The name “Butler’s Head” indicated that the pub sold the doctor’s ale (and not, as the programme last night apparently claimed, that he owned the pub – there were once at least two other Butler’s Heads in London, including one in Telegraph Street, the other side of Moorgate, which only closed in the late 1990s). Today the Dr Butler’s Head in Mason’s Avenue is a Shepherd Neame outlet, and last night’s programme showed the launch of a new “herbal” beer at the pub.

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The inn-significance of the Red Lion

Karl Pearson, whose sesquicentenary was celebrated earlier this year, is an excellent example of how extremely intelligent people can hold deeply stupid beliefs. Pearson was a huge and important figure in the development of mathematical statistics, he founded the Department of Applied Statistics at the University of London, and his writings on science influenced Einstein’s thoughts about light and time. He was also a eugenicist and Aryan supremist with irredeemably racist views about “lower tribes” that would rightly get him dismissed from any university today. On the credit side, he turned down a knighthood from George V, and he delivered an excellent motto for those of us sometimes accused of trivial pursuits: “Not one subject in the universe is unworthy of study.”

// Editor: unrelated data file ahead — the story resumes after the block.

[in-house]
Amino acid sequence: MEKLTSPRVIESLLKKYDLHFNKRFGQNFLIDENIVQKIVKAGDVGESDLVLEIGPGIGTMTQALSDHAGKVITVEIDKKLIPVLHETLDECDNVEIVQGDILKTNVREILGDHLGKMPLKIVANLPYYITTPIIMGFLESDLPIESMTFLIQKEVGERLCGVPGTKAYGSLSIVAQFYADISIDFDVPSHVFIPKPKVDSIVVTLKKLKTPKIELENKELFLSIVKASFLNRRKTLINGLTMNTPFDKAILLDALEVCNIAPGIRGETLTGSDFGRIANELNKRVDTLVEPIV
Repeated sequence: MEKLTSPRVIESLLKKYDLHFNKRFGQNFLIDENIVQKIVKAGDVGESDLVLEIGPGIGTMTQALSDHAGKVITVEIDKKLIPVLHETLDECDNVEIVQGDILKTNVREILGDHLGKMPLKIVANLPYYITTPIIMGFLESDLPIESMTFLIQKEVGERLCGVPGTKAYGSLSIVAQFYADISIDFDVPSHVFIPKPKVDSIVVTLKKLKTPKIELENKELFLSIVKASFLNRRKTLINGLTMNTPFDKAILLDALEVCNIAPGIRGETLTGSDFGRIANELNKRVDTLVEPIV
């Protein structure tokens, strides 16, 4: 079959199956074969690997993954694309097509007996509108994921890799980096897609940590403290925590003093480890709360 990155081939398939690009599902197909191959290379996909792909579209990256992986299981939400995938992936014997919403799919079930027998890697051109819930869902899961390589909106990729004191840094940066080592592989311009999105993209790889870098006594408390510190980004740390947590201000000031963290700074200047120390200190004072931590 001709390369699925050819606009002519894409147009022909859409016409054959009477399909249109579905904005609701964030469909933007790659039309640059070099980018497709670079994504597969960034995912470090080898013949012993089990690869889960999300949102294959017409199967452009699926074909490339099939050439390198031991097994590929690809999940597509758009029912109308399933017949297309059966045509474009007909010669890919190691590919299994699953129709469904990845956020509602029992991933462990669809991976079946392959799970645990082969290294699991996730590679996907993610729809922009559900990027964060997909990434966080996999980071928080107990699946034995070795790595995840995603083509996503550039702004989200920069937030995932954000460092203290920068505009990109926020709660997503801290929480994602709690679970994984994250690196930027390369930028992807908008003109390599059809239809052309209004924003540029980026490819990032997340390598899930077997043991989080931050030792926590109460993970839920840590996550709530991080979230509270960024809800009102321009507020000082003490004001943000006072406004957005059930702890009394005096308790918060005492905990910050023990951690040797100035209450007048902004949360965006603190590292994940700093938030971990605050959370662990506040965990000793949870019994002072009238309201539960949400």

Many would regard the study of pub names as an insignificant field of enquiry, but I like to paddle in its shallows – I’ve a dozen books on the subject, including an “original” Larwood and Hotten (all right, 12th edition, 1908). Sometimes I feel I ought to join the Inn Sign Society. However, I cure myself of this urge by logging on to the society’s website, and the unthought-out nonsense that is peddled there on the origins of common pub names makes me want to slap someone.

Here’s what the ISS says about the Red Lion, often claimed to be the commonest pub name in Britain (though at around 650 examples it is probably just beaten by the Crown):

… most Red Lions originate from the reign of James I. Already James VI of Scotland when he ascended to the English throne in 1603, on arrival in London the new king ordered that the heraldic red lion of Scotland be displayed on all buildings of public importance – including taverns, of course.

Let’s just forensically dissect this claim. First, is there any evidence at all that James VI/I made such an order?

No.

Second, would there be a sensible motive for him to make such an order?

No, quite the opposite. James had been the heir presumptive to Queen Elizabeth since the death of his mother, Mary Queen of Scots, in 1587, but it had never been certain he would be offered the crown, and while he arrived in London with a fair degree of goodwill from the bulk of the English population he would not have pushed the fact that they were now ruled by a king from another country in their faces by insisting that Scottish red lions be put up everywhere.

Third, if such an order had been made, is it likely it would have affected pub and inn names?

No – if all the “buildings of public importance” bore red lions on them (and incidentally, the ISS’s statement begs the question that a tavern would be seen as a “building of public importance” anyway, a highly questionable assumption), then how could you tell, if someone said “I’ll meet you at the Red Lion”, which “Red Lion” was which?

So, to sum up on the ISS’s statement that the Red Lion pub name comes from a decree by James 1 in 1603: there’s no evidence for it, it doesn’t make sense historically and it’s nonsense from a practical direction as well.